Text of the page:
But then, some experiences cannot be had for free or on the cheap. All civilized peoples have had to pay dearly for their freedom and their democracy, and so will we. Democracy is not a cure-all, still we need it. It is not cheap, still, we have to get it even if we had to pay with our own blood for it, as we probably will, as we indeed are.
The debate over democracy might be over in some camps, true, but it hasn't yet really begun in the main ones – our streets, our minds, our psyches, our deeper recesses. So don’t count democracy out so soon. Just don’t expect us to get fucked, get pregnant then give birth all in the span of a solitary month!
The US adventure in Iraq and the region has clearly showed us that dictators are mere manifestations of our real problems, that our sectarianism is intrinsic and deadly, that bottom feeders are numerous and murderous and that our social and state structures are all too fragile. Yet, for all this, we need to change. If anything US failure underscores our deep and intrinsic need for change.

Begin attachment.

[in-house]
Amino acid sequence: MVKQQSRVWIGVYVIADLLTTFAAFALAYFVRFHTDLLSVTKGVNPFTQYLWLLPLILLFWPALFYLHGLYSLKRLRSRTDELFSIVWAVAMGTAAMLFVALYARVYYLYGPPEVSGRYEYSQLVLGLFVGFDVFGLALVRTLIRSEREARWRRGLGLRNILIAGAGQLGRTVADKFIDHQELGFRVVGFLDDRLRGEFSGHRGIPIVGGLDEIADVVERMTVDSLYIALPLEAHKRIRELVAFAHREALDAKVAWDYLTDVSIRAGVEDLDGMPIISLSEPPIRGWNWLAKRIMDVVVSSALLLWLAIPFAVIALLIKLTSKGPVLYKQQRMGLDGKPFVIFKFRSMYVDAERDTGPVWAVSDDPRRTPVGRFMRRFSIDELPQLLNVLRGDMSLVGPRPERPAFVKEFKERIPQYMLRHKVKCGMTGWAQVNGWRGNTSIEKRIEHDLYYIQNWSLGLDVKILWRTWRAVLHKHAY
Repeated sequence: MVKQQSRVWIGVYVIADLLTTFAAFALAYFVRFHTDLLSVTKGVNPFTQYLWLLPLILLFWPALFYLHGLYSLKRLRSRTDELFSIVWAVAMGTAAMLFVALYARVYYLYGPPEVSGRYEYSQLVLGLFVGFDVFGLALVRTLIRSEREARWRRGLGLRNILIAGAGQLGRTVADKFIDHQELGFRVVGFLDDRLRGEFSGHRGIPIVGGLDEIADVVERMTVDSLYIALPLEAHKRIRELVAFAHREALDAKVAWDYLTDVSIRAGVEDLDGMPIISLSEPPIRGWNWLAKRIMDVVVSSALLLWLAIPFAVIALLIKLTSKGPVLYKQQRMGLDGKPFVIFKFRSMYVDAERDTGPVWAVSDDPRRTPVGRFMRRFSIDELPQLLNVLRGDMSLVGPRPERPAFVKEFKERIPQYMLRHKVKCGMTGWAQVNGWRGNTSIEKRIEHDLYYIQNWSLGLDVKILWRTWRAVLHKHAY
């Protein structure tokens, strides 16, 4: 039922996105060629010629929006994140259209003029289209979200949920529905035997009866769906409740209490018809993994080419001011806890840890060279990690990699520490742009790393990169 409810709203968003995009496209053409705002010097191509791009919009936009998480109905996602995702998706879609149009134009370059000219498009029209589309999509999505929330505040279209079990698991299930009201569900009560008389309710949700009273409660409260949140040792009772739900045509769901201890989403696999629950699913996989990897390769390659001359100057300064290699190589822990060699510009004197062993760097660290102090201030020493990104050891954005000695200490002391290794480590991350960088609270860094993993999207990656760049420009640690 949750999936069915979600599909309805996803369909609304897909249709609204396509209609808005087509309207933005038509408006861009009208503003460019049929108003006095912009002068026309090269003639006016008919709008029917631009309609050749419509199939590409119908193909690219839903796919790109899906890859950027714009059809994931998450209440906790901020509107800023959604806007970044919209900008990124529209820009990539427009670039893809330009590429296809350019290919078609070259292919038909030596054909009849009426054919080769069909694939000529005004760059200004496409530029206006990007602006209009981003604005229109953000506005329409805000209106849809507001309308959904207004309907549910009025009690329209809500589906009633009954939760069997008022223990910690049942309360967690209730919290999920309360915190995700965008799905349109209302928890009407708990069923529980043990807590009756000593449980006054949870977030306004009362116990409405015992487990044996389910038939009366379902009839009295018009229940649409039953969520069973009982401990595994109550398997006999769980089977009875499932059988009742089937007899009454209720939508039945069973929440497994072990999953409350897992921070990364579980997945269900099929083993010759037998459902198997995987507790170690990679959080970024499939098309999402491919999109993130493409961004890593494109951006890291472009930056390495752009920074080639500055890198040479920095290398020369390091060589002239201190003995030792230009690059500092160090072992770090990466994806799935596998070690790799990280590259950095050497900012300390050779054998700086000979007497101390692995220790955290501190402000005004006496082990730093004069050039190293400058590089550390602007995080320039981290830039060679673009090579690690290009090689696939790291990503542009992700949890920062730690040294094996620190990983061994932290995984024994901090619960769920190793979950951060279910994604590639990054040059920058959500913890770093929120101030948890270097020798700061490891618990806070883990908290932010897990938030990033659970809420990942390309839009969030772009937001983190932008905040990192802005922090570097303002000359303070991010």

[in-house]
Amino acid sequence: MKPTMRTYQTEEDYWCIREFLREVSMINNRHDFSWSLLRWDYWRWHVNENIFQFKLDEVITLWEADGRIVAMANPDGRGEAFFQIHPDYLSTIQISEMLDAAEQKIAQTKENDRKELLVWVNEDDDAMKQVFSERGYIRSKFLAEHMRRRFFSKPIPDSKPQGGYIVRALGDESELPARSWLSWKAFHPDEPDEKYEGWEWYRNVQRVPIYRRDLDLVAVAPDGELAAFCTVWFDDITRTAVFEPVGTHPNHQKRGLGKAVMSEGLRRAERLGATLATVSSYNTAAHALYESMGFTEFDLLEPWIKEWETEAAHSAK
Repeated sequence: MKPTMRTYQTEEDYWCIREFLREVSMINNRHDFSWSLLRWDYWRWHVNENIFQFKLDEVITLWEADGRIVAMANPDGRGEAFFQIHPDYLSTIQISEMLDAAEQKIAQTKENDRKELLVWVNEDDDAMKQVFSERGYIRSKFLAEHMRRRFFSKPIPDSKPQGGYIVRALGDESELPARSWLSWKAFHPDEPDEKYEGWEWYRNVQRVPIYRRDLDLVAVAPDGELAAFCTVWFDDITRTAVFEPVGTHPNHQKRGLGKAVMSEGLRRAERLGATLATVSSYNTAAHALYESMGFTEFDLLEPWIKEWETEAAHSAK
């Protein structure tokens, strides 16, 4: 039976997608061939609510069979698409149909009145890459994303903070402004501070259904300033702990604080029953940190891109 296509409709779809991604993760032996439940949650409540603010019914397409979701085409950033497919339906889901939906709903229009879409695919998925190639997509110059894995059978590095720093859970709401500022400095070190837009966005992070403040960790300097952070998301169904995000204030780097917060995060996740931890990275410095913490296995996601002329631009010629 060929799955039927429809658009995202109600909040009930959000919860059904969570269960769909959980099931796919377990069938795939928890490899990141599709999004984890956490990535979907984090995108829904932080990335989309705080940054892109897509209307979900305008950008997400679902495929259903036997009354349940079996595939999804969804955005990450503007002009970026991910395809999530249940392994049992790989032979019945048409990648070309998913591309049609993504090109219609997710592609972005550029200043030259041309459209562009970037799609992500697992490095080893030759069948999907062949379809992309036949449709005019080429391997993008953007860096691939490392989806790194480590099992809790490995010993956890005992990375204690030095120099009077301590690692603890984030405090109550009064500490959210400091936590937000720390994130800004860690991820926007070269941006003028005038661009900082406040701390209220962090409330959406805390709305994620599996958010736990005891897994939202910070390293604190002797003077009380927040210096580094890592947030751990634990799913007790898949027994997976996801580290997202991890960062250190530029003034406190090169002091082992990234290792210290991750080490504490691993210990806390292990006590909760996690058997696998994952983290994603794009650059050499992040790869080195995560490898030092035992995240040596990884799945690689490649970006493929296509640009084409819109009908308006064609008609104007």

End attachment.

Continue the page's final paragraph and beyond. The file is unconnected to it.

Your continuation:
So, and while some insist on seeing in the US failure in Iraq (and the region) an ultimate failure for the cause of change and democratization in the region, I see it as the end of an unfortunate distraction and of a unique, though perhaps unnecessary, learning opportunity (at least for those of us who invested themselves in it even while knowing that it cannot possibly succeed). Now we can go back to the real business at hand, the business that only we can and should conduct. If the US, whether under a Democratic or Republican administration, wants to remain relevant to this business, it can always support us. This is what we have wanted all along anyway, the US support of the cause, not its hijacking of it.